Saturday, December 27, 2014
January: I finished the first draft of my "long story," a novel-length murder mystery set on a post-apocalyptic farm. I did my due diligence and set out copies to a half-dozen friends for review and comment; they were generally kind, which gives me hope. I haven't had time since then to pick up the story for more work, but I think about it every day.
February: I visited my friend Jess in Montreal for her baby shower; she's my first close friend to have made a kid. Last year, I went through some Big Feelings about kids/fertility, but somehow, it's been easy being her friend through her pregnancy and new motherhood. Most of that credit goes to her: in addition to talking about maternity leave and breastfeeding, she also knows about things like Serial and Straphanger and Jian Ghomeshi. She's pretty rad, as far as motherhood role models go.
March: I started a new job, and the results, as they say, have been mixed. However, I did make headway on a my work-related anxiety and confidence. So there's that.
April: M and I got engaged. We had been talking about marriage for a while, but when we went for a walk up to Casa Loma on a beautiful spring day, I didn't know he was about to get down on one knee and propose. It was pretty magical.
May: We really started to dig deep on the wedding planning. Five months is not a long engagement, and there was so much to do: what would we feed people? Where? What would I wear? Who would we invite? How much is postage? There were so many moving parts, and each one took time and intense conversation.
June: I interviewed two people who cited their workplace's community and connectedness as a major plus for them, and I realized that this—since I worked alone—was a perk that was lacking in my own job. These two interviews are probably what began 2014's maddeningly slow thought process about my own professional story: What do I like to do? How do I turn that into work?
July: Technically, Emmett's annual Dominion Day party was in June, but it felt like the kick-off to this summer. We ate mad barbecue, drank whiskey, went on a meandering hike, and I read White Noise by Don Delillo, which was weird (and I liked it). There was also a huge bonfire, which conveniently doubles as a lazy metaphor for personal rebirth and renewal.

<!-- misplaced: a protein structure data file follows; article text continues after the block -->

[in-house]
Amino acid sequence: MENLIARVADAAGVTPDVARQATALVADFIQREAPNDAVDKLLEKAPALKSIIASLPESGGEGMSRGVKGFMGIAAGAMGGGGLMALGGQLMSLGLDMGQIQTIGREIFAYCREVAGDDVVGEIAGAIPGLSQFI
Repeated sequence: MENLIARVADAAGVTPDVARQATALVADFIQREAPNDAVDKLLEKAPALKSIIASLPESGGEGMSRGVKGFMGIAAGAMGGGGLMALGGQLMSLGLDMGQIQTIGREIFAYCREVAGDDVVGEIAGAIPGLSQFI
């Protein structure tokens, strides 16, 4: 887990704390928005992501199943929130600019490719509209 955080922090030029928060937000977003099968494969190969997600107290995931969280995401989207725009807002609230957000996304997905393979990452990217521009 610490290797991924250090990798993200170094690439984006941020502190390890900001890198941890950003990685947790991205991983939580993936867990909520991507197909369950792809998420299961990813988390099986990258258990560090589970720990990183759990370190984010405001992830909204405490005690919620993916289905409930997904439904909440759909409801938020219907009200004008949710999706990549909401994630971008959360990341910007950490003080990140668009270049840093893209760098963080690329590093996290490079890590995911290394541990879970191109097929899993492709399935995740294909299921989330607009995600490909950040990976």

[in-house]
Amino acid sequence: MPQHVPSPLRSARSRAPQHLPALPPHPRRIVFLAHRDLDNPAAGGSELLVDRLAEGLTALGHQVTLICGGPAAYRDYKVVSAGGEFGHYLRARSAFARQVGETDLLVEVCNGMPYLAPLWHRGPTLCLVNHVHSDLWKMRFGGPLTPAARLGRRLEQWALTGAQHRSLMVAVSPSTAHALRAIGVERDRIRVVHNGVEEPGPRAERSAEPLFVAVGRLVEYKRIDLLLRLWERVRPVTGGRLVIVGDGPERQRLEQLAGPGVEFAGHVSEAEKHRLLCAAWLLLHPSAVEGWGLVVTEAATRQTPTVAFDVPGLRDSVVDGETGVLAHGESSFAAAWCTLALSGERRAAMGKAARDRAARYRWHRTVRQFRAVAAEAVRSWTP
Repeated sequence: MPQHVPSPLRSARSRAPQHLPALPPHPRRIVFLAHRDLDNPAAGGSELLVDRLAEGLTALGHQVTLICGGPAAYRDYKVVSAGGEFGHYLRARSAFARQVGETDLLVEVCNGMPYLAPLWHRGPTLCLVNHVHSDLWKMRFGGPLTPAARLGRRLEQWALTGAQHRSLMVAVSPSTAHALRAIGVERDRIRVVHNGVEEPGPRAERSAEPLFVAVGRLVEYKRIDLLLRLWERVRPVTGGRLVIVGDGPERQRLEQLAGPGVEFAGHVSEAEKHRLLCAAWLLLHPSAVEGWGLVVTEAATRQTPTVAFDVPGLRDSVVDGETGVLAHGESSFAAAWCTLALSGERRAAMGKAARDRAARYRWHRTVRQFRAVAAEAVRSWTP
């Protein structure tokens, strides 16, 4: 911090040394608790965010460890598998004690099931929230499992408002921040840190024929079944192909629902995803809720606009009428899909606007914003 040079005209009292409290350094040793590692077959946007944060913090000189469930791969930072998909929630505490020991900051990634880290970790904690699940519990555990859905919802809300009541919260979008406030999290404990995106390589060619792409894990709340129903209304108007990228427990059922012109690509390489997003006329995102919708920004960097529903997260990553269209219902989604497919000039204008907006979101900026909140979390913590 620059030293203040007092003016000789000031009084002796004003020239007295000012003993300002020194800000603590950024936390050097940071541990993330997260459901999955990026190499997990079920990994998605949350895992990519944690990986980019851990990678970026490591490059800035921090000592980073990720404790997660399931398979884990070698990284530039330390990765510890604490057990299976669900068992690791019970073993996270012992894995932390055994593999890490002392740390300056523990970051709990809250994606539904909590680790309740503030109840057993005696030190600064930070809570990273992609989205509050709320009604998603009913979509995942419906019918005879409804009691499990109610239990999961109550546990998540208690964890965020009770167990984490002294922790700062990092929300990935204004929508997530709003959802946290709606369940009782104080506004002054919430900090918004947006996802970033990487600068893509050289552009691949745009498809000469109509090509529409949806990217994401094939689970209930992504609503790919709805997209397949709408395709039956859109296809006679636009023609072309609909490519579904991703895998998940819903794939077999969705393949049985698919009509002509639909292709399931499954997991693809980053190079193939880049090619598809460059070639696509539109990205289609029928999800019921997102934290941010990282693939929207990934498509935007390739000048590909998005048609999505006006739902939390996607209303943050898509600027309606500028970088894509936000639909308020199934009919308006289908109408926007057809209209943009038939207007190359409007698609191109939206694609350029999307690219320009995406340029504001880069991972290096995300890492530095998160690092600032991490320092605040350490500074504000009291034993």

August: Honestly, I spent a lot of August feeling pretty lonely. Our wedding loomed large and unconquerable on the near horizon, my bank account was being drained like a fatted pig, and I felt unshakeable workplace ennui. I also was loathe to talk about it, since that felt very spoiled: "Gather round, friends, as I complain about my life choices!" I cried a lot. I read about Detroit. I made kombucha.
September: Then M and I got married. Our summer had been filled with filthy work weekend and aching muscles, but all of the work paid off big-time. We had two lovely, shining days: a teeny ceremony at city hall (+ dim sum), followed the next day by 88 of our closest friends and family eating tacos, drinking cider, and dancing until 2:30 in the morning. M and I had often turned to each other in the weeks leading up to our big days and said, "If we can get through this, we can get through anything," and I really do think that's true.
October: One of my oldest friendships ended. It was a long time coming, and it was honestly for the best, but I felt pretty crummy about it. It made me ask myself uncomfortable questions about what my boundaries are, and how much evil I carry in my heart (we all carry some), and my abilities to sustain any long-term relationship if I couldn't keep this one going. I miss my friend, but I don't miss feeling terrible about our friendship.
November: M took me to Luma for Taste of Iceland, and we all got really (really!) into Serial.
December: My first Christmas as a married person was also the shortest one I'd ever had: two and a half whirlwind days with my in-laws, my parents, my dad's extended family, and my husband. I made the decision to wear control-top underwear to Christmas dinner, which was miserable and masochistic. I enter 2015 as a woman who will never again be punished by restrictive panties.
Image via Mathew Borrett